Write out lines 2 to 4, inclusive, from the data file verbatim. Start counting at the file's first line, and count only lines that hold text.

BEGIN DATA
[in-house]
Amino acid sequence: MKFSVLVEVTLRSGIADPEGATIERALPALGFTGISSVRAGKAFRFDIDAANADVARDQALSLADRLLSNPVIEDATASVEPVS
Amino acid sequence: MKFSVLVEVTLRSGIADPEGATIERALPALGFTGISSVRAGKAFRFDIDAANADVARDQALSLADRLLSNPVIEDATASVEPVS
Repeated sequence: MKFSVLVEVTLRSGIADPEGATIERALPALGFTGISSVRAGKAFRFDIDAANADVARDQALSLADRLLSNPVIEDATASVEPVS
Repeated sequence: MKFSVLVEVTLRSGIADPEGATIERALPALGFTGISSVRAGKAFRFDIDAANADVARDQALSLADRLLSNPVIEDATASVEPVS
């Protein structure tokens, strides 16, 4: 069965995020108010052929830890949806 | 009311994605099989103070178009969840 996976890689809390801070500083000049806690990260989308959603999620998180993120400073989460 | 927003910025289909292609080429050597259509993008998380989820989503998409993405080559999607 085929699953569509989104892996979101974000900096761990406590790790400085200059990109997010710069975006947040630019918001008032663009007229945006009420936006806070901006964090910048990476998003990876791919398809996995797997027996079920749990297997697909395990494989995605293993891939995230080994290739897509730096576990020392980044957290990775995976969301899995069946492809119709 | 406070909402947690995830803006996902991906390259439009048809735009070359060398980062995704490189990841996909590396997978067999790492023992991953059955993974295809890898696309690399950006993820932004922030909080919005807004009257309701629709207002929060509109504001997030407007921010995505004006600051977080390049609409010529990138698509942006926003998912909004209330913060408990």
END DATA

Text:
Amino acid sequence: MKFSVLVEVTLRSGIADPEGATIERALPALGFTGISSVRAGKAFRFDIDAANADVARDQALSLADRLLSNPVIEDATASVEPVS
Amino acid sequence: MKFSVLVEVTLRSGIADPEGATIERALPALGFTGISSVRAGKAFRFDIDAANADVARDQALSLADRLLSNPVIEDATASVEPVS
Repeated sequence: MKFSVLVEVTLRSGIADPEGATIERALPALGFTGISSVRAGKAFRFDIDAANADVARDQALSLADRLLSNPVIEDATASVEPVS